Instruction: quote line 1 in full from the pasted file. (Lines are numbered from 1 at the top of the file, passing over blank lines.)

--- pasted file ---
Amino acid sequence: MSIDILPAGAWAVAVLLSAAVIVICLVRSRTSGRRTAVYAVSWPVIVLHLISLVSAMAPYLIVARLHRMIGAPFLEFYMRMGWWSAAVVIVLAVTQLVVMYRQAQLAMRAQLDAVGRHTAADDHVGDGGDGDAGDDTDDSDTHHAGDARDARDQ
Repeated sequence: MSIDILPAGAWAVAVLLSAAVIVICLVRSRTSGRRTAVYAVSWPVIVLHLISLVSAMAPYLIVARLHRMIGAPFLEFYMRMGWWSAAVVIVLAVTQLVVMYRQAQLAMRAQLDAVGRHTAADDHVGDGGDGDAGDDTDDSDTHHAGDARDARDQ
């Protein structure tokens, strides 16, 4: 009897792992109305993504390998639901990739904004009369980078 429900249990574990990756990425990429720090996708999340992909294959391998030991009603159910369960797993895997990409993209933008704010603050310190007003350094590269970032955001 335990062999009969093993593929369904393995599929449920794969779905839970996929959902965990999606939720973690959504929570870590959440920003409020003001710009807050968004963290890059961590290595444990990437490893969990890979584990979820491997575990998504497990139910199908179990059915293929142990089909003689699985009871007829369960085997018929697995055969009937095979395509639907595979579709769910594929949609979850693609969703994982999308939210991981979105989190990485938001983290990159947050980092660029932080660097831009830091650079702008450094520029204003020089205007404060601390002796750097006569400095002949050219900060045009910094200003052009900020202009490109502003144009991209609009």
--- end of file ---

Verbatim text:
Amino acid sequence: MSIDILPAGAWAVAVLLSAAVIVICLVRSRTSGRRTAVYAVSWPVIVLHLISLVSAMAPYLIVARLHRMIGAPFLEFYMRMGWWSAAVVIVLAVTQLVVMYRQAQLAMRAQLDAVGRHTAADDHVGDGGDGDAGDDTDDSDTHHAGDARDARDQ